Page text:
Guidewires are constructed of an inner core wire, which is sometimes called a mandrel, and an outer coil. Core wires are typically made out of Stainless Steel or Nitinol but Modern Grinding has worked with an endless amount of materials in guidewire research and lab settings. All else equal, stainless steel guidewires are stiffer than nitinol wires. Super-Elastic Nitinol (NiTi) material can help resist kinking and maintains its shape throughout a procedure. Guidewire diameters are manufactured to achieve an optimum level of flexibility, stiffness, or floppiness depending on vascular navigation needs.
Normally the core wire of a guide wire does not extend all the way to the tip of the guidewire, instead we grind guidewires to a tip and then coils and coatings are used to extend the tip and maximize maneuverability. Modern Grinding works off of specifications to craft the tip of the outer coil of the guide wires into j-curved, angled, and straight tips. “Floppy” guidewire tips are adaptable and not designed to retain a formed shape.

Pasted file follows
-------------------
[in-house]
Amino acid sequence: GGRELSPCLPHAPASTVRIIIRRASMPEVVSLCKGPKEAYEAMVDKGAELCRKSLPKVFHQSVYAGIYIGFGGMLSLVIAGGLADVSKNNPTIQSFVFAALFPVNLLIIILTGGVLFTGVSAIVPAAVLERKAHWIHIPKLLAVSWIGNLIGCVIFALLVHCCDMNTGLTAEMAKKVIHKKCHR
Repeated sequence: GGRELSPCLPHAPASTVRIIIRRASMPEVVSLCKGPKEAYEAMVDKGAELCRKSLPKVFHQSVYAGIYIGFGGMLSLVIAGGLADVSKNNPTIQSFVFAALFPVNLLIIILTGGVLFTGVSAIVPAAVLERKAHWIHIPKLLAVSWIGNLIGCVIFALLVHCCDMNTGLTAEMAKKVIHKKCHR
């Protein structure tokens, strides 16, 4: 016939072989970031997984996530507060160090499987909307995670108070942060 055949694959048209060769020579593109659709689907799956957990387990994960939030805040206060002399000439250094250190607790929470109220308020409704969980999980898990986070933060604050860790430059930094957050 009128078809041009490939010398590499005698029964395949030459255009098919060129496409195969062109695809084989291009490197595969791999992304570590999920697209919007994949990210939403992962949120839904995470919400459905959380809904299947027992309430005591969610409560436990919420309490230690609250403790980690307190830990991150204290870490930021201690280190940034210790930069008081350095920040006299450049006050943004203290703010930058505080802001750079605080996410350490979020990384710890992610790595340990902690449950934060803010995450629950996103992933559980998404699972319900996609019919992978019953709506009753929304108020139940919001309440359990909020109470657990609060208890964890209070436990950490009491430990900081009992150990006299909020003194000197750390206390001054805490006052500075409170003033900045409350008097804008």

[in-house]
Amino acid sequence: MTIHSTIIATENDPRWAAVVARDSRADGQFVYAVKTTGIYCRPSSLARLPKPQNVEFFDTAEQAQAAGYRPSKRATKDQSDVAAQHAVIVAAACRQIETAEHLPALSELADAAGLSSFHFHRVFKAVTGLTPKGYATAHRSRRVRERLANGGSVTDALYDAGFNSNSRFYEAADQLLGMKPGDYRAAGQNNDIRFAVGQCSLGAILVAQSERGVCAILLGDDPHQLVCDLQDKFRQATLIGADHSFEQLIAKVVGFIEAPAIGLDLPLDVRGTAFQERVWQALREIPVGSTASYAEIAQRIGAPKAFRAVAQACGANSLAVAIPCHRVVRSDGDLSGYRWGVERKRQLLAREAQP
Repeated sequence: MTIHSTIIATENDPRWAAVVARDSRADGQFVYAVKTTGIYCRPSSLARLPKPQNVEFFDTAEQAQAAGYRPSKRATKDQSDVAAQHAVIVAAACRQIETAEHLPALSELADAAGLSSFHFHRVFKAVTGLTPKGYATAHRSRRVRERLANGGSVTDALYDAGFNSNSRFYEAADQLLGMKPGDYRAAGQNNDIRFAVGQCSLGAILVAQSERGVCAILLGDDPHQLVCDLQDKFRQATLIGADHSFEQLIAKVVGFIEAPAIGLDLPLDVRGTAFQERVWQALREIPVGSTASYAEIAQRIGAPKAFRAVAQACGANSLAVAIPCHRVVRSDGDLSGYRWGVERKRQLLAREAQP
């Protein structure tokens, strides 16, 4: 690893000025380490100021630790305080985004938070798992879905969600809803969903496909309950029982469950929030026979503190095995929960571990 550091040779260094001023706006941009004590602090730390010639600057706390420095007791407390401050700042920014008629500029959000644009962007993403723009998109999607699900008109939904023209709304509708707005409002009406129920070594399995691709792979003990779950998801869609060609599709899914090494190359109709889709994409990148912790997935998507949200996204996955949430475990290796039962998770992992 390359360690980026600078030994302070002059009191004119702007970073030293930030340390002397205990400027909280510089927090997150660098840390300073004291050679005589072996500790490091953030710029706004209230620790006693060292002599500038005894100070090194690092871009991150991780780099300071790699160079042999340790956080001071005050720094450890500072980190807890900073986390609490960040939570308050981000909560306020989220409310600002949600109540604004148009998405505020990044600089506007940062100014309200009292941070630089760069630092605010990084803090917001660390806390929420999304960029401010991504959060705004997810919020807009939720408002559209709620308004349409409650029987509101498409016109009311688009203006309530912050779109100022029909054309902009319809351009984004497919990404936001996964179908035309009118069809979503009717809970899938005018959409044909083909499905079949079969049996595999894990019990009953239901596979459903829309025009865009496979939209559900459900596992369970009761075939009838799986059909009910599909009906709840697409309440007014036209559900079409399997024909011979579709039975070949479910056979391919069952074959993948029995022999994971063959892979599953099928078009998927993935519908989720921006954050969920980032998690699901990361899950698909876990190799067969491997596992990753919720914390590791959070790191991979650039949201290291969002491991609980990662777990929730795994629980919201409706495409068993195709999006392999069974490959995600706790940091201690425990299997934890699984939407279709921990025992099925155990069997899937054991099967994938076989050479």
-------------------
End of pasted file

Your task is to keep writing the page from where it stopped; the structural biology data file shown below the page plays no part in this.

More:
Guidewire outer coils may also be plated with a heavy metal such as gold or platinum. Beyond metal plating on guidewires, most have some form of antifriction coating. TFE coating has been shown to reduce the coefficient of friction for stainless steel wires to 1/2 the uncoated value, and a silicone coating can reduce it to 1/6 the uncoated value. Many newer wires are coated with a hydrophilic polymer similar to silicone. Guidewire coatings and plates that we have used include PTFE, Hydrophoilic, Pebax, TFE, Teflon, Radiopaque, Tungstun, Polyurethane and many others.
This blog post was adapted with content from – http://www.ctsnet.org/portals/endovascular/nutsbolts/article-3.html